Two women from different worlds in Renaissance France cross paths in a way that changes both their lives.
One is Marguerite de Navarre, a King's sister.
Powerful, privileged and widely admired, Marguerite must nonetheless marry where she is told to, regardless of her feelings, and - despite the thrilling new ideas of religious reform causing upheaval in France - must toe the line for the good of her brother's kingdom.
Ever a risk-taker, she does what she can to protect her reformist friends. But she has always loved to write, and when disaster strikes in her personal life, she picks up her pen - but some of what she writes will get her into trouble.
The other is a cast out, itinerant child who longs to be a printer like her late father. Jehane goes dressed as a male by the name of Josse, at first for safety's sake and then by choice, fending off the risks of being alone, unprotected and born female, poor but trying to live in freedom.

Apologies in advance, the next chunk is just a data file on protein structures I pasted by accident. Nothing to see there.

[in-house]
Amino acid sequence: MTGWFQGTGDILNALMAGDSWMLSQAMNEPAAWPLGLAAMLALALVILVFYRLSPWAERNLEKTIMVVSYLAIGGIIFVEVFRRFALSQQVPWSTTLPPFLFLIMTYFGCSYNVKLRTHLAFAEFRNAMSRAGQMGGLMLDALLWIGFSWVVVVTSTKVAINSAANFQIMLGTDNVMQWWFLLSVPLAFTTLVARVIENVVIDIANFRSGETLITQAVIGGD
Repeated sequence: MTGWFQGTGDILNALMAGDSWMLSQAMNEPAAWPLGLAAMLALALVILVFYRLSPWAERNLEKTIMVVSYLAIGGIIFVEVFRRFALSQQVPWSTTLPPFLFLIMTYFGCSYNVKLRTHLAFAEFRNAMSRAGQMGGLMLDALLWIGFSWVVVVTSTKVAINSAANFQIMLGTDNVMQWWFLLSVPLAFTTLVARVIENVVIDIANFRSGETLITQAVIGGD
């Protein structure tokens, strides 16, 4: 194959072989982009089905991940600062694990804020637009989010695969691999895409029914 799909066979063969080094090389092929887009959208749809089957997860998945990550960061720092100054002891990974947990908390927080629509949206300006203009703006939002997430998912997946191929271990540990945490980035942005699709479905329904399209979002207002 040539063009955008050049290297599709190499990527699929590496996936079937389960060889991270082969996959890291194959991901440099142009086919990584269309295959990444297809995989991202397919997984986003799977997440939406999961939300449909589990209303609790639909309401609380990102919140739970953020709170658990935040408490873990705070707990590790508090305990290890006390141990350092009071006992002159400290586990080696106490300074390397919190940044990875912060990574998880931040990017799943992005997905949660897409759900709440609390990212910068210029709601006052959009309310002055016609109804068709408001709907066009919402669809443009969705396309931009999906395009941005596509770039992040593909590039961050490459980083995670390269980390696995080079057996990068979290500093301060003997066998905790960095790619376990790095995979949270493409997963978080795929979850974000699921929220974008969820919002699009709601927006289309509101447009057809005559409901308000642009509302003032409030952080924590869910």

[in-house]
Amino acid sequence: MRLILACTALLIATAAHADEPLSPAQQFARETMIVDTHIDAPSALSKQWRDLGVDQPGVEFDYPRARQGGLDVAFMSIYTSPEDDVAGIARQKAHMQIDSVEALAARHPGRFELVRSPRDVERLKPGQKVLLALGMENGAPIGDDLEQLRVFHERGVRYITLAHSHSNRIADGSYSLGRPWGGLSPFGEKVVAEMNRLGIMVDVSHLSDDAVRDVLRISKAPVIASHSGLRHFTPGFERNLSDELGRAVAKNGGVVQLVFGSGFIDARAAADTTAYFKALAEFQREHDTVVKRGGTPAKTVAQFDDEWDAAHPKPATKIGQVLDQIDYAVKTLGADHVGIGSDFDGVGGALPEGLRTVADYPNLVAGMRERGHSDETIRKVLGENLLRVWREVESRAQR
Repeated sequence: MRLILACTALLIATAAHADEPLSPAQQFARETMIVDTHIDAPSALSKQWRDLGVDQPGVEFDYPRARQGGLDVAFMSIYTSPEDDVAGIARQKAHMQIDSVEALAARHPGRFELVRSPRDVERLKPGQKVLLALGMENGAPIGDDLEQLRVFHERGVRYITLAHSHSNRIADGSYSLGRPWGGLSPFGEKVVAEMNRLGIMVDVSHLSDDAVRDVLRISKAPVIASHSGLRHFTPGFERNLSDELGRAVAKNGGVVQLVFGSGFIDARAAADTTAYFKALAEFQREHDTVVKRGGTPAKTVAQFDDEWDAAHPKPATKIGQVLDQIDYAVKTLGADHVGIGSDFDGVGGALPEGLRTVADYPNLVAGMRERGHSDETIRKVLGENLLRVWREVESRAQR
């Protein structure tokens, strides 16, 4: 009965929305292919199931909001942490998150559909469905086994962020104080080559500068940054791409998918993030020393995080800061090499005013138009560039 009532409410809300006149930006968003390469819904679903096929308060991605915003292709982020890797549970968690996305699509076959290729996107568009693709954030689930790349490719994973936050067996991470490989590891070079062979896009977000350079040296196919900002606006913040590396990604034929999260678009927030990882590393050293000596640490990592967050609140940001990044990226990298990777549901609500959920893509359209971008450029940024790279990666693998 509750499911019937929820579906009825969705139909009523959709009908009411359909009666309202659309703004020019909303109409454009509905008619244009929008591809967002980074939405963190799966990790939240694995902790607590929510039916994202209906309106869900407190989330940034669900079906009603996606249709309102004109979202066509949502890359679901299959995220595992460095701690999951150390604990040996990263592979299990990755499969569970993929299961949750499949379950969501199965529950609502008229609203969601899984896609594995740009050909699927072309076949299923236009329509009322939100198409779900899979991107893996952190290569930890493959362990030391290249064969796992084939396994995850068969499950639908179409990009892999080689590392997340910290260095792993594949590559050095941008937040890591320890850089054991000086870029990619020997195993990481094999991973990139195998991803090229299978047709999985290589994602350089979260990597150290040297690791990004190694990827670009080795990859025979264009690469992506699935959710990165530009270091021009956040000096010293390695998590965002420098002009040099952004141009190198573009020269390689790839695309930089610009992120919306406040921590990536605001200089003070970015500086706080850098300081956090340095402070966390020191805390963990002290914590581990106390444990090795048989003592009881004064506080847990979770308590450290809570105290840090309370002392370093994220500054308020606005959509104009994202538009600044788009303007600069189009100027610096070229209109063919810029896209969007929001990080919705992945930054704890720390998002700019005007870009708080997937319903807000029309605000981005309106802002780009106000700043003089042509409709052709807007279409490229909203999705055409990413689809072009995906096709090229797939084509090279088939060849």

Eventually Josse joins a group of printers and publishers in Paris. Despite her suspicion of men, she comes to idolise one among them.
But can they be true friends, and can she share her whole self with him?
Long before #MeToo, women were telling their unspeakable stories, and these two, both rich and poor, are no exception.
They come together in the most unexpected of ways.
In The Queen's Apprenticeship (Transit Lounge, $32.99, November 1) one of our very best writers brings to fully realised and magnificent life a world of drama and intrigue.
Author Tracy Ryan was born in Western Australia and grew up there as part of a large family.
She has taught literature, creative writing and film at various universities in Australia and in England, and worked as a bookseller, editor and translator.
She currently teaches fiction writing at the University of Tubingen, Germany.
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